Skills in geography

+2 votes
2 lessons
In 4-6 by Tanya van den Berg Guru (6.6k)  

The 7 Continents of Earth.
Access the lesson here.
What is a Continent?
A continent is one of the seven large landmasses on the Earth's surface, surrounded, or mainly surrounded, by sea and usually consisting of various countries.
List of the 7 Continents:
Africa,
North America
South America,
Asia,
Europe,
Antarctica
Australia (together with Oceania).
Challenge yourself:
See how much you remember about the seven continents on Seterra



+1 vote
2 lessons
In 4-6 by Tanya van den Berg Guru (6.6k)  

Urbanization

Urbanization is the movement of an increasing percentage of the population into urban areas.

Access the lesson here, to learn more about urbanization, why it occurs and some consequences of urbanization: https://www.canva.com/design/DAEA5G-AAzQ/xvGSybbqnF0rG7cH__wTmQ/view



+1 vote
2 lessons
In 4-6 by Tanya van den Berg Guru (6.6k)  

Earth has many different landscapes and landforms. Ready to explore them all? Check out this video.

A landscape is part of the Earth's surface that can be viewed at one time from one place. It consists of the geographic features that mark or are characteristic of, a particular area.

Glacier

A glacier is a large mass of ice often shaped like a river that flows very slowly, under the force of gravity. Glaciers develop over many years in places where snow has fallen but not melted. Snow is compacted and turns to ice. The weight of the ice means that it starts to slip down mountainsides over time.

Valley

The low area of the Earth’s surface between features of elevation (mountains and hills).

Canyon 

Similar to a valley, a canyon is a narrow, deep valley cut by a river. They have very steep sides and some are thousands of feet deep. Smaller valleys of similar appearance are called gorges.



+2 votes
3 lessons
In 4-6 by Tanya van den Berg Guru (6.6k)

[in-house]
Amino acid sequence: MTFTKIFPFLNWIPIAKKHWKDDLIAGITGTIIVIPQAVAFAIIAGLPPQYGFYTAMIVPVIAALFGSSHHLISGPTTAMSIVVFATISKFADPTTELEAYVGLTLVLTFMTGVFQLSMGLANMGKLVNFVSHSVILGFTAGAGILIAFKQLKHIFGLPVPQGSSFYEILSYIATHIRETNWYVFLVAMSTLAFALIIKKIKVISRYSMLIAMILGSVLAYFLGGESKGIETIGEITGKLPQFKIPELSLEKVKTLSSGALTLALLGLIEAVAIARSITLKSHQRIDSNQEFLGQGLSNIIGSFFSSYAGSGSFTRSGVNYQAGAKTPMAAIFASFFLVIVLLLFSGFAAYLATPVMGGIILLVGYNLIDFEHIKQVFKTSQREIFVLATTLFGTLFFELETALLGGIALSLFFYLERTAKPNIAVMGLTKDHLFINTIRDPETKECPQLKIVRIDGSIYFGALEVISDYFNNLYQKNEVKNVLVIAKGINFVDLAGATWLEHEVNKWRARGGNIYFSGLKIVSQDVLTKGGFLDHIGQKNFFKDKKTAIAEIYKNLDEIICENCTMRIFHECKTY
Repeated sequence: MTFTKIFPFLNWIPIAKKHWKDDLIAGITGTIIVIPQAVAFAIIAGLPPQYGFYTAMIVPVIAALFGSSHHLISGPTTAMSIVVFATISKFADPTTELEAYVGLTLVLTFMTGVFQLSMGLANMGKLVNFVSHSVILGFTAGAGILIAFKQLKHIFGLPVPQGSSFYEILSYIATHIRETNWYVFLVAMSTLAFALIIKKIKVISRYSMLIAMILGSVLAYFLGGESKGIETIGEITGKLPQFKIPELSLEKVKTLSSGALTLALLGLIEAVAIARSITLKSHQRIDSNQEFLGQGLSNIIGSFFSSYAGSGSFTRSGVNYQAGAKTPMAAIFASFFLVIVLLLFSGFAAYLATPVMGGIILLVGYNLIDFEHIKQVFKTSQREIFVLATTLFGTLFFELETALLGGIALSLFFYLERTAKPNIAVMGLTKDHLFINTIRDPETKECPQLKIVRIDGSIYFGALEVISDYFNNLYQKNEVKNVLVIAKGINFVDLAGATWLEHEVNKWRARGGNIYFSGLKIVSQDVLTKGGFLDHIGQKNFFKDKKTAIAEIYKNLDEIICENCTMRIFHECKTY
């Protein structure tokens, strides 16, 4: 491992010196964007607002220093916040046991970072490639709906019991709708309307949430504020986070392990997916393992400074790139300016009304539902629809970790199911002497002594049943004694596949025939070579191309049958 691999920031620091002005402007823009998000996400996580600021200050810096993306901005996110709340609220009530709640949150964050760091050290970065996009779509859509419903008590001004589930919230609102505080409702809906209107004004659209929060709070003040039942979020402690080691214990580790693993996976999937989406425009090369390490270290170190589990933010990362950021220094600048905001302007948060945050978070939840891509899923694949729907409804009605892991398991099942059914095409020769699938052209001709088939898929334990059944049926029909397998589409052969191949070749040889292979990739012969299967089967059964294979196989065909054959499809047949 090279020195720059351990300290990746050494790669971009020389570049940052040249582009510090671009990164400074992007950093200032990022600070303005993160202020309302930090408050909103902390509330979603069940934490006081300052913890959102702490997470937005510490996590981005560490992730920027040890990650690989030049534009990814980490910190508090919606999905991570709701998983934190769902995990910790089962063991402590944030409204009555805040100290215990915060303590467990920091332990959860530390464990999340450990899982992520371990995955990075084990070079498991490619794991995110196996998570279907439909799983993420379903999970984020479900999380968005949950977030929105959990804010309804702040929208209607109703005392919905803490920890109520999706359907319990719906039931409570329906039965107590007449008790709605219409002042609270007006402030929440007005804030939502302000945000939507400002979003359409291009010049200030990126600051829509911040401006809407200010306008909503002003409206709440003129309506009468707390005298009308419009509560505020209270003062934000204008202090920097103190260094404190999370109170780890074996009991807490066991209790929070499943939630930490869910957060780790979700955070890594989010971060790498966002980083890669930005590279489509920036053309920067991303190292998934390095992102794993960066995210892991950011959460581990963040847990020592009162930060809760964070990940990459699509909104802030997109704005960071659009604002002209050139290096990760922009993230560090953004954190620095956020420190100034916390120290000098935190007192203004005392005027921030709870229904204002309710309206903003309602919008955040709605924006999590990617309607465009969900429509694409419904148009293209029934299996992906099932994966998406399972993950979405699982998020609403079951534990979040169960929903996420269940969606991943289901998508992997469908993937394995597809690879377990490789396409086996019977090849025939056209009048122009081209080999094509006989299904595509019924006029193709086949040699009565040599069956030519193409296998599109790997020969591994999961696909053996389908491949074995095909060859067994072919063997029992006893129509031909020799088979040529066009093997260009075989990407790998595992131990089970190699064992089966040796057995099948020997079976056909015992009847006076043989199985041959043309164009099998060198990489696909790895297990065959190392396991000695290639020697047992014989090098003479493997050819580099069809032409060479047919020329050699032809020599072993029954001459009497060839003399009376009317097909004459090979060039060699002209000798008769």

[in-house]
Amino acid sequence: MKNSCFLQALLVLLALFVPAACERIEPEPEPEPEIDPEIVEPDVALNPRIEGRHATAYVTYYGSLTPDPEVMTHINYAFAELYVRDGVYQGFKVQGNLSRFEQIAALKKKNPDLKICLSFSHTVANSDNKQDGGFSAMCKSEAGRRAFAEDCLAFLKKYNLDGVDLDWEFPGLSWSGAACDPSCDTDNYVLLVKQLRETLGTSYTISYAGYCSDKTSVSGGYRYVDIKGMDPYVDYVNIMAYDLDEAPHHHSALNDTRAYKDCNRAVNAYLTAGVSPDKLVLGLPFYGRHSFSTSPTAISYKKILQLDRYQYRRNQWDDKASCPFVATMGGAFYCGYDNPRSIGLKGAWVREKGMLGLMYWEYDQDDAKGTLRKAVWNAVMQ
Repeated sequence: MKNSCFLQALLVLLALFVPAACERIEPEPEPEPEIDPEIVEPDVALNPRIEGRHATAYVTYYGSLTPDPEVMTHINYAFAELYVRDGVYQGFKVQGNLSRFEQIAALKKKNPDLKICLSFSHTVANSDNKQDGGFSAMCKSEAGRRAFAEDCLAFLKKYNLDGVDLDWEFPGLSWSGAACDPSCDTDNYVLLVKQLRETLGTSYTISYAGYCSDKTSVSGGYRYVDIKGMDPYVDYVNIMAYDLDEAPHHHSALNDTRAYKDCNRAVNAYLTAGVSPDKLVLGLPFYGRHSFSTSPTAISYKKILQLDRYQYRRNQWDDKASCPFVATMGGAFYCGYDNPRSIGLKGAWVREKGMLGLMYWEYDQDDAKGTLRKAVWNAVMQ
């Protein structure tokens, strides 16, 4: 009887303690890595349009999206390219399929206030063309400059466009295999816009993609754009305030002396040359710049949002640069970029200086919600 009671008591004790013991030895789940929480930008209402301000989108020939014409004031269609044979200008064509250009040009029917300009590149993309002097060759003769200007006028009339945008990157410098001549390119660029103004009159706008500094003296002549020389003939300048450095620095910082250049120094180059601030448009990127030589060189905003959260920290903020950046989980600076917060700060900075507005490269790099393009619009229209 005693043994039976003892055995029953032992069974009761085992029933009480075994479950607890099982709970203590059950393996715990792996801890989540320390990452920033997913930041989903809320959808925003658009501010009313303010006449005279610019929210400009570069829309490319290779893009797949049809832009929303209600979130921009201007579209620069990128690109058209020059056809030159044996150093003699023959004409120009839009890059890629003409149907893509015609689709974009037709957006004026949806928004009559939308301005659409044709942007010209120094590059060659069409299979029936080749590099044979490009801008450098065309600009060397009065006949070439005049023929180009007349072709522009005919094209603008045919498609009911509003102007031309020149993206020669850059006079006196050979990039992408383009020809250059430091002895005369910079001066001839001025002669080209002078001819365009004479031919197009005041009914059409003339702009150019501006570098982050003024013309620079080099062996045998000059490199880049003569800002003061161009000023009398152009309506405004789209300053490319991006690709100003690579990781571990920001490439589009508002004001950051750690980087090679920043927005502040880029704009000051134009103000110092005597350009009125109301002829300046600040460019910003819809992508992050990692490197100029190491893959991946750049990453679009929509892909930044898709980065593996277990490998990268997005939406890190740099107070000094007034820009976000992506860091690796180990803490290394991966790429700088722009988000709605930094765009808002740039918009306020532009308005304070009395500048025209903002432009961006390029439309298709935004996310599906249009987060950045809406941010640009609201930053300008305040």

The World's Oceans:

The five world oceans are the Pacific Oceanthe Atlantic Oceanthe Indian Ocean, the Southern Ocean, and the Arctic Ocean.

Check out this YouTube video to learn more about each Ocean: 

The Water Cycle:

Ready to learn more about the Water cycle? Check out this lesson: https://www.canva.com/design/DAEA5Y0tpXw/Cq53LbS1XqiNRE3SUBGd1A/view



+1 vote
2 lessons
In 4-6 by Tanya van den Berg Guru (6.6k)  

Understanding Earthquakes:

Understanding Volcanoes:



+3 votes
2 lessons
In 4-6 by Tanya van den Berg Guru (6.6k)  

How do we impact the environment?

How can we change?

  • Conserve our natural resources. 
  • Save energy and prioritizing energy efficiency. 
  • Reduce waste. 
  • Supporting renewable energy projects.
  • Use of cleaner alternatives.



+2 votes
2 lessons
In 4-6 by Tanya van den Berg Guru (6.6k)  

Resources:

Both resources and energy allow us to flourish on planet Earth. But, what exactly are resources, and why are they so important? Check out this video: 

Energy:

The simplest definition of energy is "the ability to do work". Energy is how things change and move. It's everywhere around us and takes all sorts of forms. It takes energy to cook food, to drive to school, and to jump in the air. Energy consumption just means how much energy we are using each year to power our houses, factories, businesses and vehicles.

Different forms of Energy
Energy can take a number of different forms. Here are some examples:

  • Chemical - Chemical energy comes from atoms and molecules and how they interact.
  • Electrical - Electrical energy is generated by the movement of electrons.
  • Gravitational - Large objects such as the Earth and the Sun create gravity and gravitational energy.
  • Heat - Heat energy is also called thermal energy. It comes from molecules of different temperatures interacting.
  • Light - Light is called radiant energy. The Earth gets a lot of its energy from the light of the Sun.
  • Motion - Anything that is moving has energy. This is also called kinetic energy.
  • Nuclear - Huge amounts of nuclear energy can be generated by splitting atoms.
  • Potential - Potential energy is energy that is stored. 

Energy is taken from two types of energy source:

  • Renewable energy sources = resources that can be easily replaced or renewed (will not run out – sustainable). These include- Hydro Electric Energy, Wind Energy, Solar energy, Geothermal energy, and Biofuels
  • Non-renewable energy sources= resources that can be used up and cannot be replaced (will run out). These include – Coal energy, Natural Gas energy, Oil energy, and Nuclear energy.